For the first six months we fed them organic starter crumble, which is about $30 a bag through The Stock Shop or Azure. At first a single bag would last six weeks or more and I fed them out of a small plastic feeder. However, as the birds grew the amount of feed consumed grew to more than two and a half bags a month and I upgraded to a 30-pound feeder.

After about twenty weeks old the birds started laying eggs, so we switched to organic layer feed, which was a little bit less expensive, but not much. We also provided them with ground oyster shells, which are a rich source of calcium for the production of eggs, but we keep it as a stand-alone option separate from the feed. Strong, thick shells indicate that the birds are receiving enough nutrition.

To save money on feed, we began buying large bags of organic grains (i.e. wheat, oats, split peas, corn, etc.) as well as a nutri-balancer that contains vitamins to create our own feed, which reduced our cost to about $20 a bag, but it was a bit of a hassle. Of course, you can always buy cheaper feed, but we use organic feed because we want organic chickens and organic eggs, which is much healthier.  If you don’t want to go through the hassle yourself, the most affordable way to buy organic chicken feed that we know of is through a Phoenix-area group called Backyard Chicken farmers Unite, which is led by a man named Scott Brown. You can find out more about the group on their Facebook page ( or by email Scott directly at

We also feed the chickens table scraps from organic fruits and vegetables that are too old to eat. There are helpful web sites that make it easier to know what chickens are and are not allowed to eat.

Chickens peck one another to establish dominance in the flock. This is normal. However, too much pecking may be a sign that the chickens are bored or they are missing something in their diet. Boredom can be alleviated by giving them more room to roam around away from one another and by giving them fun things to investigate and play with, which takes their focus off the other birds. You can talk to your local feed store for ideas.

Chickens are omnivores and eat practically anything. Making sure that the chickens have access to a wide variety of food sources may help from incessant pecking because their diet will be balanced and they may be less likely to try to find protein from another bird. We’re told that stress is also a potential cause of pecking.

In our flock we were surprised to find that we had two roosters in the mix. Both of them did what roosters do with hens, but one was particularly vicious and active in this area. Several of our hens were showing battle wounds and were missing feathers, so we decided to donate the aggressive rooster to the dinner table and the hens began to look better almost immediately afterward.

Excessive Heat
Raising chickens in the desert will inevitably result in the loss of some birds. We experienced this first hand this past summer when we lost five birds due to the excessive heat. In conversations with other friends who raise chickens, we discovered that this is fairly common. Some of us lost more birds than others and there didn’t always seem to be reasons that made sense. For example, one family lost just as many birds as we did and they had more shade and water available. I don’t have an authoritative answer as to why this is the case, but somebody did suggest that some birds are simply hardier than the others. For example, four out of the five birds we lost were Araucanas, so it is possible that they were just not as heat tolerant.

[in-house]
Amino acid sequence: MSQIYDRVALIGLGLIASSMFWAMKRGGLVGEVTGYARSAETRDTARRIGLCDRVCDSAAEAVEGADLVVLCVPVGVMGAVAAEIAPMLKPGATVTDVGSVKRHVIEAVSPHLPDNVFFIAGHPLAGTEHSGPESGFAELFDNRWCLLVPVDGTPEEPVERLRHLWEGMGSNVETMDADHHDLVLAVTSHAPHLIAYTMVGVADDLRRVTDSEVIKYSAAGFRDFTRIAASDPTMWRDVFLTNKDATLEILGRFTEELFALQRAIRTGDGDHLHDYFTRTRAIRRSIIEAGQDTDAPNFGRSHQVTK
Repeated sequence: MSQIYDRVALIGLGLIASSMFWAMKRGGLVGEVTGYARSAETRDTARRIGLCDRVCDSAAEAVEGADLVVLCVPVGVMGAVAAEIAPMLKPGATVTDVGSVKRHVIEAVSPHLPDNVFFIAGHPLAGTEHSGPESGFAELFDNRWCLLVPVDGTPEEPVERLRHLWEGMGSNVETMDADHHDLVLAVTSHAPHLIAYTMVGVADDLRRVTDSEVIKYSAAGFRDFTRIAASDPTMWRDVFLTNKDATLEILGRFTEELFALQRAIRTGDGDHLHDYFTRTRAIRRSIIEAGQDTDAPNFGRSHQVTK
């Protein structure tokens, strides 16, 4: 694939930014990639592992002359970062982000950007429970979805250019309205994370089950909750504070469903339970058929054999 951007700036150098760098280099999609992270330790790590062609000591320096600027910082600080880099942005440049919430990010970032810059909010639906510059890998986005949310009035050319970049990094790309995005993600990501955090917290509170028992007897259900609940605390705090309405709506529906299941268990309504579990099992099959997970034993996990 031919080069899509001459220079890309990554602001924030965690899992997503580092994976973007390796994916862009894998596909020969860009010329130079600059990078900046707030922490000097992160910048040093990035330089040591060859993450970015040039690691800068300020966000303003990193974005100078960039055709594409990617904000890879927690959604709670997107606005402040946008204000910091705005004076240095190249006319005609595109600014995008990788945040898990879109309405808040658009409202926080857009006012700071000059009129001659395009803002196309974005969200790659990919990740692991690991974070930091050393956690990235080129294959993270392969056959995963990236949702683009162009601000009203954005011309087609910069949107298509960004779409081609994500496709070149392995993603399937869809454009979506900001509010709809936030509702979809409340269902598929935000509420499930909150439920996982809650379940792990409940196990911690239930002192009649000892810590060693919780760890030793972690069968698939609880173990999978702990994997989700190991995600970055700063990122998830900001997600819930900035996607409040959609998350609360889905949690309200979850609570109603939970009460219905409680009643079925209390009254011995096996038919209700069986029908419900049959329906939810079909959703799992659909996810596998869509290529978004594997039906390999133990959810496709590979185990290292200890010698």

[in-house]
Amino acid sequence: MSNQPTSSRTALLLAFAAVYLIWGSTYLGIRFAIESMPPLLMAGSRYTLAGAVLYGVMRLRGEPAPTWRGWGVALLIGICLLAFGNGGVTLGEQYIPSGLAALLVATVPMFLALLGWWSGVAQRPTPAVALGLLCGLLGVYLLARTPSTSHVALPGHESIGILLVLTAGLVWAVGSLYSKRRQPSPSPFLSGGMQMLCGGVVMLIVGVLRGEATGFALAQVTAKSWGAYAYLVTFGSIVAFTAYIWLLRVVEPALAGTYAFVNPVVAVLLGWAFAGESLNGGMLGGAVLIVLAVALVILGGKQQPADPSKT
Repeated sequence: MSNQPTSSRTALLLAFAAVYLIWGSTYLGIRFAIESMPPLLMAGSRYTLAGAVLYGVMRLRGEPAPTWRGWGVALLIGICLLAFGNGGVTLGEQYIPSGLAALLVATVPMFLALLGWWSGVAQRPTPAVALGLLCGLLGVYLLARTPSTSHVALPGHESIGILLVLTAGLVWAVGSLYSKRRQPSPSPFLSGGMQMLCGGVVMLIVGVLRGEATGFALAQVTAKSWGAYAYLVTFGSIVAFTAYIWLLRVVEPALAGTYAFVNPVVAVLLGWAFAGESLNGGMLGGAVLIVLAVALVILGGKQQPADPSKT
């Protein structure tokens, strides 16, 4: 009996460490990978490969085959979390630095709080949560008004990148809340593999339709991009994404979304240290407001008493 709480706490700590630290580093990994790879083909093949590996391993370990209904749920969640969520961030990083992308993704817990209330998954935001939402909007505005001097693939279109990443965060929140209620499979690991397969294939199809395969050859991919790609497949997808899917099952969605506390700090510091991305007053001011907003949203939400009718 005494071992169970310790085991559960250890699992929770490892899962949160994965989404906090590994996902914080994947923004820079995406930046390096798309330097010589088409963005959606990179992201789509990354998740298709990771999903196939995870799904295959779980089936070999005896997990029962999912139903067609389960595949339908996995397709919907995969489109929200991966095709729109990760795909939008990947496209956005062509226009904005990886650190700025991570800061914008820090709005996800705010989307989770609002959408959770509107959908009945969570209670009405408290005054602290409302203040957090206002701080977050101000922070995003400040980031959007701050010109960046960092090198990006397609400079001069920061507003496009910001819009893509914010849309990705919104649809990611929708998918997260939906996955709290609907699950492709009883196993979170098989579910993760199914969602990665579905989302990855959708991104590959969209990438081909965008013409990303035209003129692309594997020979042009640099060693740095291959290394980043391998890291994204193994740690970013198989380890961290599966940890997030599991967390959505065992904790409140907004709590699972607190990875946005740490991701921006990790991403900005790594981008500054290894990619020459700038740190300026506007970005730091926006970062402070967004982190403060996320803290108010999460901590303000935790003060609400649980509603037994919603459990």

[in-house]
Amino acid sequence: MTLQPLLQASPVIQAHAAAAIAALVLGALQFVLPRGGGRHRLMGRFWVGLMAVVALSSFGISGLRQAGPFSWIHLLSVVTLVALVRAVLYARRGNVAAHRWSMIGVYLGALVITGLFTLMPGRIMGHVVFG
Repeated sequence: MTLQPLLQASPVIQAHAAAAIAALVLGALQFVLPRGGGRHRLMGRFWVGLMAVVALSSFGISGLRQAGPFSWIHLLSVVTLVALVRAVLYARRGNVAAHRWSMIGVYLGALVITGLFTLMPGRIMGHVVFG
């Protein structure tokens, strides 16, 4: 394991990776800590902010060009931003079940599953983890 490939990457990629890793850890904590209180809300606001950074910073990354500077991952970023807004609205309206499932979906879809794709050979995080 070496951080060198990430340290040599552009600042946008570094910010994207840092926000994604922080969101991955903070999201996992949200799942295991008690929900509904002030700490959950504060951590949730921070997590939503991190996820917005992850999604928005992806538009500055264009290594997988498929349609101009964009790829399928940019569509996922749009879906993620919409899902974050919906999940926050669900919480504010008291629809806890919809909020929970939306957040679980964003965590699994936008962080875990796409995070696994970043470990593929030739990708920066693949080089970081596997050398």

Even so, we did respond to this challenge by buying two 20 inch box fans with weather protected motors from Wal-Mart and a long power cord. We used wire to attach the fans to the side of the coop and let them run all day to help the birds stay cool. Some people go so far as to add misters, which can drop the temperature up to 20 degrees, but I decided to start with the fans and see if we lost any more birds. Fortunately, even though the temperatures reached 116 and for several days, we did not lose any more after installing the fans.

Somebody else recommended buying one inch terra cotta trays (they sit under terra cotta pots) and filling them up with water. If they are sitting in the shade, the terra cotta trays stay cool and the chickens like to walk through them to cool off.

Conversely, some friends of ours raise chickens in northern Arizona and not only did they not lose birds due to the heat, but they also did not lose birds due to the cold. Apparently, chickens adapt better to colder climates than they do to hotter ones.

Much to our delight, one of our Barred Rocks turned out to be a cockerel (a rooster less than a year old), which was exciting because Barred Rock roosters are stunningly beautiful and we’ve enjoyed his crowing. There are a lot of roosters in our neighborhood, so his crowing is not a concern. Of course, your neighbors may not be as understanding. That being said, roosters can be ornery, so it is important that you handle your birds frequently from the beginning if you want them to be friendly. Our rooster was not handled and he can be aggressive.